‘At the Peak of the Terror’

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Peter van Agtmael
Iraqi policemen and American soldiers waiting while their commanders plan a joint patrol of southern Baghdad, 2010; photograph by Peter van Agtmael from his book Disco Night Sept. 11, published by Red Hook Editions

Redeployment is a collection of twelve brutally effective first-person stories about the uselessness of stories. They are fictions from the Iraq war, but they draw on many conversations between soldiers and the author, Phil Klay, an ex-marine. Who tells them? Among the narrators are a military chaplain, a soldier in Mortuary Affairs, an artilleryman, a Green Zone contractor, an adjutant, and a number of combat marines who find themselves surveying the demolition of their inner lives. Some carried rifles or manned machine guns in Iraq, some commanded men, some merely paved the roads, which got them blown up anyway. War stories, in short, or at least stories gathered in war-like places—Fallujah, Ramadi, Haditha, and Baghdad around the year 2004. War stories: souvenirs for some, nightmares for others, all of them useless.

“That was that for me telling people stories,” says the Mortuary Affairs marine in the fourth story of this collection. “I don’t trust my memories,” thinks another marine, a pothole-fixer. “I trust the vehicle, burnt and twisted and torn. Like Jenks. No stories. Things. Bodies.”

Make a list of what stories are supposed to do, and Phil Klay’s narrators will show you the ways they fail to do them. In Redeployment, a story can get you laid but teach you to hate the woman you leave the bar with. A story transposes nothing, not guilt, not hatred, not suffering, no matter how true or false the story may be. It can’t shift the burden of the combatant’s experience. It can’t even begin to convey it. And woe to the listener who tries to sympathize. With perhaps one exception—the contractor in “Money as a Weapons System”—the narrators in this book, young as they may be, are ancient mariners, and we are all wedding guests, finely attired in our innocence, uncomprehending.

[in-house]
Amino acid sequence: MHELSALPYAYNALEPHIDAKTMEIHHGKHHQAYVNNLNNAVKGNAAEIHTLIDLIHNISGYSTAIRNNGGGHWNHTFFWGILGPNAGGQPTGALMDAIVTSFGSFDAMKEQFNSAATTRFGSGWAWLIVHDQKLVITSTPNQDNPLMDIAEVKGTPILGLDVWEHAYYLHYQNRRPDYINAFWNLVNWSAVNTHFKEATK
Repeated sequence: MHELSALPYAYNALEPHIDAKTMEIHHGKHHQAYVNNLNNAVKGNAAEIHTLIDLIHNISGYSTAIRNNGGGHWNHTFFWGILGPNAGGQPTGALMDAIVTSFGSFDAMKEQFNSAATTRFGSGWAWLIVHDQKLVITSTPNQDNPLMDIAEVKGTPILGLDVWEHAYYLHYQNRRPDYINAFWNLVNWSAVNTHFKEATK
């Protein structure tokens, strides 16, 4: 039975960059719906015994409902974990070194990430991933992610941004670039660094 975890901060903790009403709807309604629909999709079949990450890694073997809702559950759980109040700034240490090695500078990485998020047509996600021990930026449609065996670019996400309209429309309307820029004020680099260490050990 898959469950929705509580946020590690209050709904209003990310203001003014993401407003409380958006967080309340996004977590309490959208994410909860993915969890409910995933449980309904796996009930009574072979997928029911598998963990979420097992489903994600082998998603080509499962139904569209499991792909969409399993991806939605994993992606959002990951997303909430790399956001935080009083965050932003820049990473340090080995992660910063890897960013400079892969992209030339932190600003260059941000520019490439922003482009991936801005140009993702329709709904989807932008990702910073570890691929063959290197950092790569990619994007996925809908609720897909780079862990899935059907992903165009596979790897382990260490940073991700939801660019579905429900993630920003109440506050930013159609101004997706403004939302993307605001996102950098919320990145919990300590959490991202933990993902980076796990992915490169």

What the war story cannot do here, above all, is heal or offer balm of any kind. Communalize the trauma—that’s what Jonathan Shay advises in Achilles in Vietnam (1996), his poignant study of soldiers and combat trauma in the Trojan War and Vietnam. Shay, a highly regarded psychiatrist for the Veterans Administration, encourages soldiers “to talk about the traumatic event, to express to other people emotions about the event and those involved in it, or to experience the presence of socially connected others who will not let one go through it alone.” To which Klay seems to be saying no. Talk to other vets, perhaps. Other people, not a chance. Your buddies may have been with you when the story happened, but you’ll carry the story forward into life alone.

Klay taps into a deep cultural uncertainty about…



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